A farmer cannot easily sell a water right that has not been defined or adjudicated.
$20,000 per aft in legal and OSE hearing costs
The current situation of undefined water rights is costing New Mexicans an enormous price in flexibility to buy and sell water rights.
purchase senior water rights through a market exchange and no longer be junior. [seniority list]
Colorado-New Mexico-Texas compact
Compact obligations are a fact of water, - no different than nature is variable in its supply
majority of surface water users in New Mexicodonot have adjudicated water rights
OSE has estimated that there are twoto three times more claimsto water than what is actually available in the lower Rio Grande (below Elephant Butte Reservoir)
cannot afford to adjudicate at the pace we are currently preceding. Without a complete adjudication, the question of who gets what water in a draught becomes very murky
Intel, [uses lots of water, will move if not reliable]
With a better functioning water market, Intel would purchase sufficient senior water rights to keep going under all circumstances
Figure 3: The Rio Grande Compact Commission. Report of the Rio Grande Compact Commission, Years 1949 ? 2001. Santa Fe, NM. [pdf pg 33]
test of beneficial use is a stern master.It raises the bar on efficiencythat irrigation districts must achieve
MRGCD endangered species such as the Rio Grande Silvery Minnow.
adjudication. It is the cornerstone to solving our water crisis [?!]
mortgaged our future by taking our water fromlimited groundwater aquifers and fromthe very fragile riparian environment that surrounds our rivers
Groundwater accounts for 95% of the supply for public and domestic water use in the Rio Grande. This use of water is increasing. In the middle Rio Grande, groundwater diversion for public and domestic use grew at annual rate 3.0% between 1985 and 1995 (Wilson Brian ?Water Use in New Mexico in 1985?, NMOSE, Technical report 46.
New Mexico can develop a no growth policy, but our economy would decline. There would be no new investment. Maybe for retired or wealthy people this would be acceptable, but for everyone else, salaries woulddecrease and unemployment increase [disagree]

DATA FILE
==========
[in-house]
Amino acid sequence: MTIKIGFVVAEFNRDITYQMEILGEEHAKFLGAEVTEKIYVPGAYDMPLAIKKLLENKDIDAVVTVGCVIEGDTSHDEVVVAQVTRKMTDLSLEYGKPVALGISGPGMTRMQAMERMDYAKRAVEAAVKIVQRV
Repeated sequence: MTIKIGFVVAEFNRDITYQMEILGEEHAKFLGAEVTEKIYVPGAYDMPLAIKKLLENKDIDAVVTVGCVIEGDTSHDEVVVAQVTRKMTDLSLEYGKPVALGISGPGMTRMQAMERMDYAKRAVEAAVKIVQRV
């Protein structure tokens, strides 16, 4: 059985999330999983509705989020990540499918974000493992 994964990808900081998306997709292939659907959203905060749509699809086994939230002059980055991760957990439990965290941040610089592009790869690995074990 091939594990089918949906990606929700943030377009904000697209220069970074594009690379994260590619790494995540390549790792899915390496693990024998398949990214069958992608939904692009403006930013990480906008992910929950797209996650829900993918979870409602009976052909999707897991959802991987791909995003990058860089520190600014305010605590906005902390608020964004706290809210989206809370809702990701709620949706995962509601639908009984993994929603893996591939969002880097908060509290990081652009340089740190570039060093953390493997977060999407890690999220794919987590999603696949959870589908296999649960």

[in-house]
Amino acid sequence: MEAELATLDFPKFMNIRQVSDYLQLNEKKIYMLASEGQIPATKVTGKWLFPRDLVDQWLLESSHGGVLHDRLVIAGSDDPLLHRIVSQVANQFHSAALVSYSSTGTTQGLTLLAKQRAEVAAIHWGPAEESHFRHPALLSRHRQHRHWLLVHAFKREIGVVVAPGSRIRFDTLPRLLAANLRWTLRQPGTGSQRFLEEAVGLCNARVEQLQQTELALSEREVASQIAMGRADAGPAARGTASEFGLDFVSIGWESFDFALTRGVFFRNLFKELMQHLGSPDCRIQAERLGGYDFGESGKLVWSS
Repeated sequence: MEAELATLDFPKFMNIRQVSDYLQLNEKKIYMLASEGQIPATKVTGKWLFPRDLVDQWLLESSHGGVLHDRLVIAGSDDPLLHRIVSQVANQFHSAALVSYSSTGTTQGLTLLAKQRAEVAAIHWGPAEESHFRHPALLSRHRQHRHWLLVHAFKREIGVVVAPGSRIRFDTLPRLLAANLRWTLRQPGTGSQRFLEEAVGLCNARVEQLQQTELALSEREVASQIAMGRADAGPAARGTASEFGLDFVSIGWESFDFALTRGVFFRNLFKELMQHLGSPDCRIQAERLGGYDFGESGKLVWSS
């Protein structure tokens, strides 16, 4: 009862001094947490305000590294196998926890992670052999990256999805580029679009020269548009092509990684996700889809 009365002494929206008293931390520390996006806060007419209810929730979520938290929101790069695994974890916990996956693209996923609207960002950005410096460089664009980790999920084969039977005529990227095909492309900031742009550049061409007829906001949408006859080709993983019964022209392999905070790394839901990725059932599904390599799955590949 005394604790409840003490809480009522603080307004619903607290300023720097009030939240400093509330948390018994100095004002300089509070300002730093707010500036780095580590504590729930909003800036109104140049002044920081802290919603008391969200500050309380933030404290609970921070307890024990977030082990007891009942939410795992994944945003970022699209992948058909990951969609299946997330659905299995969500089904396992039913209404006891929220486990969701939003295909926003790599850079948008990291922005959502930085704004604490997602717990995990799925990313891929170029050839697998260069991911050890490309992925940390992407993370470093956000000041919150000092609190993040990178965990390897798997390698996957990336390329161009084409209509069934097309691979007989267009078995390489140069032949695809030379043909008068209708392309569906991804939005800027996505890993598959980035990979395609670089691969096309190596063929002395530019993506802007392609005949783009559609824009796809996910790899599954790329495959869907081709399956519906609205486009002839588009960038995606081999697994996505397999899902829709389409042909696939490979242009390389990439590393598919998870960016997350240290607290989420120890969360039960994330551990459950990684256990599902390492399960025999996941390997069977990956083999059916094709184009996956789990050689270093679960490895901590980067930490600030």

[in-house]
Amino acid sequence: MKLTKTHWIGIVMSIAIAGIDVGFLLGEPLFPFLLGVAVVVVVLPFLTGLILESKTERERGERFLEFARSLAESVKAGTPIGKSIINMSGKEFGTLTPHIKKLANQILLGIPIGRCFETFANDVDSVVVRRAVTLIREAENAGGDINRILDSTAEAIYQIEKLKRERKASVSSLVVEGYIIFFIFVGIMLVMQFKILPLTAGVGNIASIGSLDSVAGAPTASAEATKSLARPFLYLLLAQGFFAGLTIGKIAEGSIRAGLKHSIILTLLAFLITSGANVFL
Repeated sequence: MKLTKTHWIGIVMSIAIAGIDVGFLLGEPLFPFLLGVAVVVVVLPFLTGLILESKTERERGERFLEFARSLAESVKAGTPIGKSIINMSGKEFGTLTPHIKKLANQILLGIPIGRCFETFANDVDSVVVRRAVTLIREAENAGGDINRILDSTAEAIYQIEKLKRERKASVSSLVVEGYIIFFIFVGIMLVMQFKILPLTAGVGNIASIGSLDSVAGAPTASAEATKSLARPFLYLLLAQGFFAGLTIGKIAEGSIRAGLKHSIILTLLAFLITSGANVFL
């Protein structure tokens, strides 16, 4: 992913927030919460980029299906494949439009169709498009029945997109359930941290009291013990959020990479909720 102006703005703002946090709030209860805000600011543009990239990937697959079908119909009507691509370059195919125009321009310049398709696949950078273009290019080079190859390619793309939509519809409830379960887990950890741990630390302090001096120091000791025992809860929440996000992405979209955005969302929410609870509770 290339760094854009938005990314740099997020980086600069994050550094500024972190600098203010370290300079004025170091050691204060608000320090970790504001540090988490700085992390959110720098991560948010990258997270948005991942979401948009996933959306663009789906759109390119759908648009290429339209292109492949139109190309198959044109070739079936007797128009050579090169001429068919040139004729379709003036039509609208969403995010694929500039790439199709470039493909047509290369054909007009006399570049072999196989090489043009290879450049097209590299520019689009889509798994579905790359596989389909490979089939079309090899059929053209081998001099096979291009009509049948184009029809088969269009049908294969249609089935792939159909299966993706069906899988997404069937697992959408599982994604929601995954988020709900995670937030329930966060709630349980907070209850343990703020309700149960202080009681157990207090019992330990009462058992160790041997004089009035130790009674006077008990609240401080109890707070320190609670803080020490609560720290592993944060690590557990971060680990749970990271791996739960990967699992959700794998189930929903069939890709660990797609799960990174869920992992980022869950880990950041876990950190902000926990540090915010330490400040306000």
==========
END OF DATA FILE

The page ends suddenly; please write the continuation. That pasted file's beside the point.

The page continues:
Since most aquifers are finite, [>implying]
OSE sets the amount of pumping sothat the aquifer has as least a 40-year life. This is very important point. In New Mexico, there is no sustainable yield of an aquifer that is not conjunctive to surface flows
Long-termwater past 40 years is not guaranteed
Either a society learns to adopt a sustainable resource base or it willbecome, as in many areas of the west associated with mining, a ghost town.
Many aquifers are connected to a river in that there is flow between the river and the aquifer. Pumping out of the aquifercreates a deficit that the river will eventually recharge.
the rechargeprocess may take decades. But the net effect is that the river is drawn down as it replenishes the depleted aquifers. This affects downstream surface users and compact obligations
State of New Mexico has been spending millions ofdollars in buying or leasing water to meet Compact obligations to Texas caused by excessive groundwater pumping. In essence the state ofNew Mexico is buying out Pecos valley agriculture to ship water to Texas rather than enforcing prior appropriation.